Solar Cells Utilizing Hot Carriers for Enhanced Conversion Efficiency

In 1982, thermodynamic calculations [4] showed for the first time that the same high conversion efficiency of solar irradiance into free energy in a tandem stack of different bandgaps can be also be obtained by utilizing the total excess kinetic energy of hot photogenerated carriers in a single bandgap semiconductor before they cooled to the lattice temperature through electron-phonon scattering; in the limit of a carrier temperature of 3,000K the conversion efficiency also reaches 67%, the same value as for a tandem PV cell with a multiple stack of bandgaps matched to the solar spectrum. This can be achieved by transporting the hot carriers to carrier-collecting contacts with appropriate work functions (either into an electrolyte redox system in a photoelectrochemical fuel producing cell [5] or a solid state ohmic contact in a PV cell [6], before the carriers cool. These cells are called hot carrier solar cells [2,5-8].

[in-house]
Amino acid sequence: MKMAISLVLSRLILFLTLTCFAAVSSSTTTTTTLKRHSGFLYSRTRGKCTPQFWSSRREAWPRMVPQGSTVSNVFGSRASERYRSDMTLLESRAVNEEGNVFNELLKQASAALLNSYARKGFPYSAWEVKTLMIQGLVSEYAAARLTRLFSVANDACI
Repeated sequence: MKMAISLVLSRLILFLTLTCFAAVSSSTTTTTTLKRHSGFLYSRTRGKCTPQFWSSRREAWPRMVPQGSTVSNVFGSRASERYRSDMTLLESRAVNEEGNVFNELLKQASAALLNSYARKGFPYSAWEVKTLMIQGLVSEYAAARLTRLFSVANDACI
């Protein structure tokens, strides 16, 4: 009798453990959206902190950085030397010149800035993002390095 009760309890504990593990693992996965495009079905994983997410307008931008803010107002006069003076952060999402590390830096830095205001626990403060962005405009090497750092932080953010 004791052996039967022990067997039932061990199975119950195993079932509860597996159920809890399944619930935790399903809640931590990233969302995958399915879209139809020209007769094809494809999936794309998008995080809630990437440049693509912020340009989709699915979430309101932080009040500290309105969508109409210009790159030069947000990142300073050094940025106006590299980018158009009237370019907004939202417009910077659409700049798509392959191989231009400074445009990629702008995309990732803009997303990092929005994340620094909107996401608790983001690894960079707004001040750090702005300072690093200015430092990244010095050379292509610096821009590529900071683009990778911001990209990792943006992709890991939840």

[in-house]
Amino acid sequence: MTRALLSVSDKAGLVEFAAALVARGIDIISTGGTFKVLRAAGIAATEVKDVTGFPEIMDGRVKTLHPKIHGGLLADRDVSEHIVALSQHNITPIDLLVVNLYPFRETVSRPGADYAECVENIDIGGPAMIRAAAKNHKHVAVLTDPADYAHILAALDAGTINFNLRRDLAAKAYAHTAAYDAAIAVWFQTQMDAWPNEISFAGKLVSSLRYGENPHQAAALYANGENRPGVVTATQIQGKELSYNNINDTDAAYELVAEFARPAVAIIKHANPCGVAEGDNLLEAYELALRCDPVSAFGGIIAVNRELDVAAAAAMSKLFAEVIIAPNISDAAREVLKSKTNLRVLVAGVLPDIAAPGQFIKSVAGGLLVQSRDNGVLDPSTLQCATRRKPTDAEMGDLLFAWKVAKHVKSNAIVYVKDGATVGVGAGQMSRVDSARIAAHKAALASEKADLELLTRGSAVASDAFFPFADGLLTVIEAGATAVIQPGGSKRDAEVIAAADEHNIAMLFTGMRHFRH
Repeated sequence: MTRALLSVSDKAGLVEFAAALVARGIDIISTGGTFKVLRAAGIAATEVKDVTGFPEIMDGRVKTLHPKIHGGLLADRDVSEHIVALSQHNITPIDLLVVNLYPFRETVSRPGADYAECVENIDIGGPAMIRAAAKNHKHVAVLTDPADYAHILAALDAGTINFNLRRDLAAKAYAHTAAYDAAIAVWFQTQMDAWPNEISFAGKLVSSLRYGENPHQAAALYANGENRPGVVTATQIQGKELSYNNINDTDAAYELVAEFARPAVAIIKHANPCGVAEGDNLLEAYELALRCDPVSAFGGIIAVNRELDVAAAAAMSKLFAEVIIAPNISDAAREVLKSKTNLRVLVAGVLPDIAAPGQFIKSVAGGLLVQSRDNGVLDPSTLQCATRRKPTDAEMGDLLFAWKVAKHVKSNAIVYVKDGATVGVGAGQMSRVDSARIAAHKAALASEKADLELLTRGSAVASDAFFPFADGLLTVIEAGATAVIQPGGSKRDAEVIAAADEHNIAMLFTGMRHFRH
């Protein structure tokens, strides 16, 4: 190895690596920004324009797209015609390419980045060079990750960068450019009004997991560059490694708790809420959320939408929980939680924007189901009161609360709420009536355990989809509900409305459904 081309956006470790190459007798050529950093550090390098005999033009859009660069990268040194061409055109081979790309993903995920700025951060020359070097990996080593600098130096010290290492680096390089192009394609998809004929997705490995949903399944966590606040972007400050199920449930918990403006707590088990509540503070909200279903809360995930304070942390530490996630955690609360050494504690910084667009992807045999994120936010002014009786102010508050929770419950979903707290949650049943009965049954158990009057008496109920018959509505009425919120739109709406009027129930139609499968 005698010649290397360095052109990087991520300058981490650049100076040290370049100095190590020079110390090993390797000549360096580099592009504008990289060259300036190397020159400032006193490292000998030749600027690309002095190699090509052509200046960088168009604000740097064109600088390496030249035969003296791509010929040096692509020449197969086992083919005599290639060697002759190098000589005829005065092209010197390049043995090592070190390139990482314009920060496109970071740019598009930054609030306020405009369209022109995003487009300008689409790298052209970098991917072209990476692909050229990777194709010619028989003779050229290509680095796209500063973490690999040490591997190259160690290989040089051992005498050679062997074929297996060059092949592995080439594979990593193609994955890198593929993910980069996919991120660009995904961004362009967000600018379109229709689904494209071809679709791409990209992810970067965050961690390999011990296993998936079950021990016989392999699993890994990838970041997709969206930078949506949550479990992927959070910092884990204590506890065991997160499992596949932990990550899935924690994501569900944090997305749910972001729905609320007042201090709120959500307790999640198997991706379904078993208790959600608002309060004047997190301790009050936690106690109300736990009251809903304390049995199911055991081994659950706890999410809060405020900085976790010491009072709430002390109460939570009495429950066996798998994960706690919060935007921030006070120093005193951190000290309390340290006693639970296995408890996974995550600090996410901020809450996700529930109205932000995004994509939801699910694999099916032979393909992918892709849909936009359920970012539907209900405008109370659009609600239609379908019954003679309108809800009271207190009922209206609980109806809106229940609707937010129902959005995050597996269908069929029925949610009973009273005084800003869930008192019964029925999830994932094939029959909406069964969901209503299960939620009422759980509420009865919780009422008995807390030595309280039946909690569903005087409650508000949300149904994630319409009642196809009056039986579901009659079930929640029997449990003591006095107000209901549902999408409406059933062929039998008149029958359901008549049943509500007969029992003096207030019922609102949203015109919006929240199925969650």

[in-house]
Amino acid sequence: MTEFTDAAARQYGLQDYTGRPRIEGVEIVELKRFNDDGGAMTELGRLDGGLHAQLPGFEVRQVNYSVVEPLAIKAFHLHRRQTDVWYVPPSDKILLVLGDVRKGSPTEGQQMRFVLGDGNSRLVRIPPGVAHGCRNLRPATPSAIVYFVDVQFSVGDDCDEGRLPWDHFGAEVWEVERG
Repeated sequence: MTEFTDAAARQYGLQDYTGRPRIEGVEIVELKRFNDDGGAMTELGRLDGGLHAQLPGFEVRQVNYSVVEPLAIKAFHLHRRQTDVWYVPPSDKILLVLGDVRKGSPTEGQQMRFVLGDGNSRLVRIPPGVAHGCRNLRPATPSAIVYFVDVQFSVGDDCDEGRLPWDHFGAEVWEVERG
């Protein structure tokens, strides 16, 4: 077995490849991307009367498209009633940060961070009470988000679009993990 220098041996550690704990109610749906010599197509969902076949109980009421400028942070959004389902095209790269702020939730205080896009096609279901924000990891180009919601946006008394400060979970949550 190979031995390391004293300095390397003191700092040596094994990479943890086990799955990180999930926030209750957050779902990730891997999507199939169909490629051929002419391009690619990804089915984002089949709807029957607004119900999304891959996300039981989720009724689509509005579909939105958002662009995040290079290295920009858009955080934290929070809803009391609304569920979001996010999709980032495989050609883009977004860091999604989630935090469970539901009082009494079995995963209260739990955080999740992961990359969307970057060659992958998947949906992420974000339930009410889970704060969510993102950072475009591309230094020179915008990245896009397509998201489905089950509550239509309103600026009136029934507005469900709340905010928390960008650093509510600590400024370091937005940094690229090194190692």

Another approach to beneficially utilize hot electron-hole pairs is to use their excess kinetic energy to produce additional electron-hole pairs, and thus increase the possible photocurrent. However, this approach yields a lower maximum con­version efficiency of about 45% at one-sun intensity. This lower efficiency occurs because to satisfy energy conservation the photon energies between 1 and 2 Eg are lost through electron-phonon scattering and produce heat. In bulk semiconductors, this process is called impact ionization [9] and is an inverse Auger type of process. However, impact ionization (I. I.) cannot contribute to improved quantum yields (QYs) in present solar cells based on bulk semiconductors such as Si, CdTe, CuInxGai_xSe2, or III-V semiconductors in a multi-junction, tandem structure because the maximum QY for I. I. does not produce extra carriers until photon energies reach the ultraviolet region of the spectrum (hu > 3.5 eV), where solar photons are absent. In bulk semiconductors, the threshold photon energy for I. I. exceeds that required for energy conservation alone because crystal momentum (k) must also be conserved [9]. Additionally, the rate of I. I. must compete with the rate of energy relaxation by phonon emission through electron-phonon scattering. It has been shown that in bulk semiconductors the rate of I. I. becomes competitive with phonon scattering rates only when the kinetic energy of the electron is many multiples of the bandgap energy (Eg) [10-12]. In bulk semiconductors, the observed transition between inefficient and efficient I. I. occurs slowly; for example, in Si the I. I. efficiency was found to be only 5% (i. e. total quantum yield = 105%) at hv ^ 4eV (3.6 Eg), and 25% at hv ^ 4.8eV(4.4 Eg) [9,13].

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